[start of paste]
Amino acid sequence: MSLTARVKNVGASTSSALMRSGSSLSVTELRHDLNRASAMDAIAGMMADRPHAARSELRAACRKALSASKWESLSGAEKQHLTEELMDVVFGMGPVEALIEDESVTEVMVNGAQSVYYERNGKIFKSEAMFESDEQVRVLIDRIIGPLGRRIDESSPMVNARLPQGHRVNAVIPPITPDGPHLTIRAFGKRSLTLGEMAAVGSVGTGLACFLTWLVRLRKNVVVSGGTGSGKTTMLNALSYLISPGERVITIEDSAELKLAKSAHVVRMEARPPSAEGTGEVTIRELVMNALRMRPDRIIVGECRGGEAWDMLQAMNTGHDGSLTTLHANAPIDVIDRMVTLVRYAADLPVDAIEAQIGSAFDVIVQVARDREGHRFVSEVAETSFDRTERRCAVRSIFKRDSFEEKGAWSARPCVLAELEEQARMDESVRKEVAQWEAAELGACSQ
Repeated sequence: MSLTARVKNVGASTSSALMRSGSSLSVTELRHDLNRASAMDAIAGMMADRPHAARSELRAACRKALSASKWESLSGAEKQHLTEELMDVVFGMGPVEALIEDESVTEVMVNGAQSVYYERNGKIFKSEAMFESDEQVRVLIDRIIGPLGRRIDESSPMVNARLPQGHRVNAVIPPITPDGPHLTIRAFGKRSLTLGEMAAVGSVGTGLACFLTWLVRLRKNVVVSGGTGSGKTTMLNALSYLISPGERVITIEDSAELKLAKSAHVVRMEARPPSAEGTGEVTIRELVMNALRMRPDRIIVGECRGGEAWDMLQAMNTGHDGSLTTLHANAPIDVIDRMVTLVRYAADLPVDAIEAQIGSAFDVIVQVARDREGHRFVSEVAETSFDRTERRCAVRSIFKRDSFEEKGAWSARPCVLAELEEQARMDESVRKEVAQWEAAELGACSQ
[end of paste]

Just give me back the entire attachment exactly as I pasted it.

Amino acid sequence: MSLTARVKNVGASTSSALMRSGSSLSVTELRHDLNRASAMDAIAGMMADRPHAARSELRAACRKALSASKWESLSGAEKQHLTEELMDVVFGMGPVEALIEDESVTEVMVNGAQSVYYERNGKIFKSEAMFESDEQVRVLIDRIIGPLGRRIDESSPMVNARLPQGHRVNAVIPPITPDGPHLTIRAFGKRSLTLGEMAAVGSVGTGLACFLTWLVRLRKNVVVSGGTGSGKTTMLNALSYLISPGERVITIEDSAELKLAKSAHVVRMEARPPSAEGTGEVTIRELVMNALRMRPDRIIVGECRGGEAWDMLQAMNTGHDGSLTTLHANAPIDVIDRMVTLVRYAADLPVDAIEAQIGSAFDVIVQVARDREGHRFVSEVAETSFDRTERRCAVRSIFKRDSFEEKGAWSARPCVLAELEEQARMDESVRKEVAQWEAAELGACSQ
Repeated sequence: MSLTARVKNVGASTSSALMRSGSSLSVTELRHDLNRASAMDAIAGMMADRPHAARSELRAACRKALSASKWESLSGAEKQHLTEELMDVVFGMGPVEALIEDESVTEVMVNGAQSVYYERNGKIFKSEAMFESDEQVRVLIDRIIGPLGRRIDESSPMVNARLPQGHRVNAVIPPITPDGPHLTIRAFGKRSLTLGEMAAVGSVGTGLACFLTWLVRLRKNVVVSGGTGSGKTTMLNALSYLISPGERVITIEDSAELKLAKSAHVVRMEARPPSAEGTGEVTIRELVMNALRMRPDRIIVGECRGGEAWDMLQAMNTGHDGSLTTLHANAPIDVIDRMVTLVRYAADLPVDAIEAQIGSAFDVIVQVARDREGHRFVSEVAETSFDRTERRCAVRSIFKRDSFEEKGAWSARPCVLAELEEQARMDESVRKEVAQWEAAELGACSQ